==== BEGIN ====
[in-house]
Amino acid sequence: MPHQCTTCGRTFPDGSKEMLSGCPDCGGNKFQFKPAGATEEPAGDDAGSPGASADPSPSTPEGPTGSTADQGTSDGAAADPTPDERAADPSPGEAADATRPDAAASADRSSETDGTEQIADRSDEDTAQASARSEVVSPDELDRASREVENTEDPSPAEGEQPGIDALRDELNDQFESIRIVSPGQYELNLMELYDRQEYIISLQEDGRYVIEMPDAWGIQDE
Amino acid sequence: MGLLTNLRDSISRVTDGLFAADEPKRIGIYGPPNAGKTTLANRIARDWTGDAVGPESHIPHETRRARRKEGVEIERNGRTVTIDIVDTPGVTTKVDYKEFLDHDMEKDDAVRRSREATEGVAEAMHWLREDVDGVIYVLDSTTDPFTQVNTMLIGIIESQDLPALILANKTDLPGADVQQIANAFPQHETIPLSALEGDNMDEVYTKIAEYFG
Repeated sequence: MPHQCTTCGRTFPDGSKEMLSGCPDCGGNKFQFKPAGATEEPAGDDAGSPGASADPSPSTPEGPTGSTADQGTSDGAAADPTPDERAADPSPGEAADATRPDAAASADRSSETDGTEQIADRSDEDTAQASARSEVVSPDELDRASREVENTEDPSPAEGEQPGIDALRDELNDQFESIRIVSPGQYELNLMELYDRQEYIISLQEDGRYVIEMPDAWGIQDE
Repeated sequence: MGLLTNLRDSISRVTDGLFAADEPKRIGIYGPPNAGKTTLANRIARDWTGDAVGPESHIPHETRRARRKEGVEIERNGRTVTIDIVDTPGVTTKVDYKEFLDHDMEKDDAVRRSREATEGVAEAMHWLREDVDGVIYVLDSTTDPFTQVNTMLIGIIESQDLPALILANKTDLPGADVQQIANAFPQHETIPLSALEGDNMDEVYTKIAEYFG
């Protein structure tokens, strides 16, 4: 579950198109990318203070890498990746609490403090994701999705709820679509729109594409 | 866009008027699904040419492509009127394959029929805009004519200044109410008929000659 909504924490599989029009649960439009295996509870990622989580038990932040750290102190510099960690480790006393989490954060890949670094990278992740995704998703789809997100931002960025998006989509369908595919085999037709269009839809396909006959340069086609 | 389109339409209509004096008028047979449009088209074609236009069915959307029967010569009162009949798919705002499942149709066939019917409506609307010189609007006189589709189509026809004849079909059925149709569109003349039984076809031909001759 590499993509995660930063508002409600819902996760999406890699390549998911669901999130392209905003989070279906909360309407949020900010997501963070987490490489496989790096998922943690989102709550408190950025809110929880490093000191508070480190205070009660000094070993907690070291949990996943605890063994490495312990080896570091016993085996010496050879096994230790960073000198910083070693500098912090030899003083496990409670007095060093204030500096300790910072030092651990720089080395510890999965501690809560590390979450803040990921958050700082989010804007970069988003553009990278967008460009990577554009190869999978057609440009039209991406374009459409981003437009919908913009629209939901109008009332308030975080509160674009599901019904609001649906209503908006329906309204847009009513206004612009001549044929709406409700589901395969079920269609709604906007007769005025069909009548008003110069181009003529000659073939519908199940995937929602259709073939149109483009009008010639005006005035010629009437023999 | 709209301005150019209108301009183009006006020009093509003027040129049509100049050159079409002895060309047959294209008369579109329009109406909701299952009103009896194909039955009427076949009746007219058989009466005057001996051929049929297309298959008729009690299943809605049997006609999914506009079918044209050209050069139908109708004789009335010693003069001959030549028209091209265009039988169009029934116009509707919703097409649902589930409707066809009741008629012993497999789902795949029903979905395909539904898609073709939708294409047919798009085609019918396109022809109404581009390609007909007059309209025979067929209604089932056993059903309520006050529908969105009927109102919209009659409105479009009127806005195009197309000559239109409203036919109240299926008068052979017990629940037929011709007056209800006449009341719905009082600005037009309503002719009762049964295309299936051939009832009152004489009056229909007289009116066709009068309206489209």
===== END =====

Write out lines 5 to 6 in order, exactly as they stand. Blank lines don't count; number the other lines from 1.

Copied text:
Repeated sequence: MGLLTNLRDSISRVTDGLFAADEPKRIGIYGPPNAGKTTLANRIARDWTGDAVGPESHIPHETRRARRKEGVEIERNGRTVTIDIVDTPGVTTKVDYKEFLDHDMEKDDAVRRSREATEGVAEAMHWLREDVDGVIYVLDSTTDPFTQVNTMLIGIIESQDLPALILANKTDLPGADVQQIANAFPQHETIPLSALEGDNMDEVYTKIAEYFG
């Protein structure tokens, strides 16, 4: 579950198109990318203070890498990746609490403090994701999705709820679509729109594409 | 866009008027699904040419492509009127394959029929805009004519200044109410008929000659 909504924490599989029009649960439009295996509870990622989580038990932040750290102190510099960690480790006393989490954060890949670094990278992740995704998703789809997100931002960025998006989509369908595919085999037709269009839809396909006959340069086609 | 389109339409209509004096008028047979449009088209074609236009069915959307029967010569009162009949798919705002499942149709066939019917409506609307010189609007006189589709189509026809004849079909059925149709569109003349039984076809031909001759 590499993509995660930063508002409600819902996760999406890699390549998911669901999130392209905003989070279906909360309407949020900010997501963070987490490489496989790096998922943690989102709550408190950025809110929880490093000191508070480190205070009660000094070993907690070291949990996943605890063994490495312990080896570091016993085996010496050879096994230790960073000198910083070693500098912090030899003083496990409670007095060093204030500096300790910072030092651990720089080395510890999965501690809560590390979450803040990921958050700082989010804007970069988003553009990278967008460009990577554009190869999978057609440009039209991406374009459409981003437009919908913009629209939901109008009332308030975080509160674009599901019904609001649906209503908006329906309204847009009513206004612009001549044929709406409700589901395969079920269609709604906007007769005025069909009548008003110069181009003529000659073939519908199940995937929602259709073939149109483009009008010639005006005035010629009437023999 | 709209301005150019209108301009183009006006020009093509003027040129049509100049050159079409002895060309047959294209008369579109329009109406909701299952009103009896194909039955009427076949009746007219058989009466005057001996051929049929297309298959008729009690299943809605049997006609999914506009079918044209050209050069139908109708004789009335010693003069001959030549028209091209265009039988169009029934116009509707919703097409649902589930409707066809009741008629012993497999789902795949029903979905395909539904898609073709939708294409047919798009085609019918396109022809109404581009390609007909007059309209025979067929209604089932056993059903309520006050529908969105009927109102919209009659409105479009009127806005195009197309000559239109409203036919109240299926008068052979017990629940037929011709007056209800006449009341719905009082600005037009309503002719009762049964295309299936051939009832009152004489009056229909007289009116066709009068309206489209």